#1
I've noticed the last couple guitars I've purchased (Ibanez RG 20051, SC607, and JD-600) and a friend of mine has purchased (New PRS singlecut) have all required fretwork.

My friends PRS and my SC required less work than my RG, but my Donais unfortunately has pretty high action at the moment and I've still got a dead spot at the 14th fret. Neck bow is within spec and I've got no buzz on the lower side of the fretboard, but the high E on the 14th fret is pretty close to dead.

The fact that 3 different brands all required fretwork has me thinking as to whether or not leveling should be considered mandatory on any new purchase.
我会关闭我的耳朵,和我的心; 我会变成一个石头
"I will close my ears and my heart and I will be a stone"
#2
Well that sucks; it really shouldn't need to be done at all. Maybe you've just got unlucky? None of my guitars (even the cheap-ass Ibanez GAX30) have needed any work done when I actually got them even if they could use a bit of TLC now.
R.I.P. My Signature. Lost to us in the great Signature Massacre of 2014.

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#3
Quote by Zaphod_Beeblebr
Maybe you've just got unlucky?
Wouldn't surprise me

My $300 LTD H2 from 1996 STILL doesn't need leveling and it has seen nearly 10 years of abuse.

When my RG needed it, I had read on jemsite that it wasn't too uncommon for a new RG to require the frets at least be touched. When my friend told me his PRS was exhibiting the same symptoms as my RG I was amazed.

My SC didn't really need it, but it plays even better now that I had it checked/done. My Donais I think may just have 1 problem fret. It plays very nice save for that one spot.
我会关闭我的耳朵,和我的心; 我会变成一个石头
"I will close my ears and my heart and I will be a stone"
#4
That should be part of trying a guitar out, and it is horrendous for a PRS singlecut to play like anything but butter, when its brand new.
#5
well, maybe you need a refret. That's a guess, though.
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You CAN play anything with anything....but some guitars sound right for some things, and not for others. Single coils sound retarded for metal, though those who are apeshit about harpsichord probably beg to differ.
#6
Quote by MAYNARD
That should be part of trying a guitar out...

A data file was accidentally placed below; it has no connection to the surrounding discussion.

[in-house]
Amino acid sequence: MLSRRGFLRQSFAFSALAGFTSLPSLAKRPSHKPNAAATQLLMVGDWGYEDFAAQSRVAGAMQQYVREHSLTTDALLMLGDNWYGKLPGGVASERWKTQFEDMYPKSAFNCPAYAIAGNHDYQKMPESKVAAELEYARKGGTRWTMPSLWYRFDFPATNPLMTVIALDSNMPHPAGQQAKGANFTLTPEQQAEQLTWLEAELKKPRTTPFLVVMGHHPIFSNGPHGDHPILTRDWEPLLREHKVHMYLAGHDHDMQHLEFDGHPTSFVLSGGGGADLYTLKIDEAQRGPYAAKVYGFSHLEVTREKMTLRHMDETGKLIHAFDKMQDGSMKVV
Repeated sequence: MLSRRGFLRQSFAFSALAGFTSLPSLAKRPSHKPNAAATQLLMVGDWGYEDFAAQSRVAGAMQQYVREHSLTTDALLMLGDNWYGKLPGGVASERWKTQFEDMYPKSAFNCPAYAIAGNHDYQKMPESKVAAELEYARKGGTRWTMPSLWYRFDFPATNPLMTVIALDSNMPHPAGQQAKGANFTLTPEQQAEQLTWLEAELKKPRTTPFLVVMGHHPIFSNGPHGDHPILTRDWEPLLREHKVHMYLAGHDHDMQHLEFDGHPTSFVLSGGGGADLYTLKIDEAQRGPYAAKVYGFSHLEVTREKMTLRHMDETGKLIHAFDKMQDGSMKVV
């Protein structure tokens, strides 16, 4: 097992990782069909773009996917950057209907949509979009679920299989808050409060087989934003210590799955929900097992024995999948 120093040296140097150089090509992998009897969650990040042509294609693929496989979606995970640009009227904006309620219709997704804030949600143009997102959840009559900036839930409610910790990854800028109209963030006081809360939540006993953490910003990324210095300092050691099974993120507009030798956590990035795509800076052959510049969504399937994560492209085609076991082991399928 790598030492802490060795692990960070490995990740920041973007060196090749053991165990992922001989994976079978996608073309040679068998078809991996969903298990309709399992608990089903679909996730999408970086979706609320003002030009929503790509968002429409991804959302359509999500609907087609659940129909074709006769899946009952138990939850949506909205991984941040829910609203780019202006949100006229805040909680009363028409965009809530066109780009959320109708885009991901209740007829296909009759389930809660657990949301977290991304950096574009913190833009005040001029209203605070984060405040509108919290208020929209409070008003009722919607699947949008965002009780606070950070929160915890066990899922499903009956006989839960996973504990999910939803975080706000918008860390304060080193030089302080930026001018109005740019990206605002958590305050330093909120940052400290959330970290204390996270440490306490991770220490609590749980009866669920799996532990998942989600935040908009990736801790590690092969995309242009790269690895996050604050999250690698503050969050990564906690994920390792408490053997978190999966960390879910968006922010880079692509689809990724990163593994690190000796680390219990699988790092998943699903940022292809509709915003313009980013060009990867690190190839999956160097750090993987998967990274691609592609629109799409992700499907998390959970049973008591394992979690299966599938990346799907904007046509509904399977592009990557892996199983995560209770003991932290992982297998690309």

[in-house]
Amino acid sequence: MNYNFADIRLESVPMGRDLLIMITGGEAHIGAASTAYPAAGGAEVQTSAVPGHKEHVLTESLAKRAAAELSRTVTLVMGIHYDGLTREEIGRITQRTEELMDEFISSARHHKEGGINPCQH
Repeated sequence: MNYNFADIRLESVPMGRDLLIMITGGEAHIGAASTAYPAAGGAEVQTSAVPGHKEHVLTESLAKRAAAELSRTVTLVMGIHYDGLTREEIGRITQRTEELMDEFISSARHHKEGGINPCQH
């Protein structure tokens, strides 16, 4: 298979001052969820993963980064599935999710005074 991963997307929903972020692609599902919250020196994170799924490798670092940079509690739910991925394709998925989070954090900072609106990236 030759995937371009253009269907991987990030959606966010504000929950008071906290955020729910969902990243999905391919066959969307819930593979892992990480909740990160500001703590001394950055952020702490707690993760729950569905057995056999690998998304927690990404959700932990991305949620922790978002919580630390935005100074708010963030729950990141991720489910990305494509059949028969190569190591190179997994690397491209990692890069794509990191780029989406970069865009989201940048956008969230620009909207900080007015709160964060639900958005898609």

I did but it was quite loud in the store and while my ears are good, they're not that good. The guitar also had 10's on it in the store, where I've put 11's on it now.

Quote by MAYNARD
...it is horrendous for a PRS singlecut to play like anything but butter, when its brand new.
I agree.
我会关闭我的耳朵,和我的心; 我会变成一个石头
"I will close my ears and my heart and I will be a stone"
#7
Quote by jm1681
When my RG needed it, I had read on jemsite that it wasn't too uncommon for a new RG to require the frets at least be touched. When my friend told me his PRS was exhibiting the same symptoms as my RG I was amazed.


It is absolutely shocking that a PRS would need any work at all straight out of the box; if I was going to be shelling out for a PRS I'd want it to arrive with perfect action, intonation, fret levelling and even in tune for that kind of cost.

I have to say, I haven't played many RGs but the last one I remember playing seemed all right to me; no dead spots that I can remember but I will admit I was only messing around in the shop to waste time, not giving it a thorough testing.

Edit: If you re-strung it with a heavier gauge maybe you just need to get the action sorted rather than the frets as a whole?
R.I.P. My Signature. Lost to us in the great Signature Massacre of 2014.

Quote by Master Foo
“A man who mistakes secrets for knowledge is like a man who, seeking light, hugs a candle so closely that he smothers it and burns his hand.”


Album.
Legion.
#8
To be honest, all those big brands are like that. I bought a limited edition Les Paul, which cost £2,000 ($4,000!), and it needed fret-levelling. It really is unacceptable for such expensive guitars. I mean, if I can buy a Yamaha Pacifica for £150 and it's perfectly set up, and then I go and buy a Gibson Les Paul or PRS or whatever for £2,000 and it plays like crap, then there's something wrong, isn't there?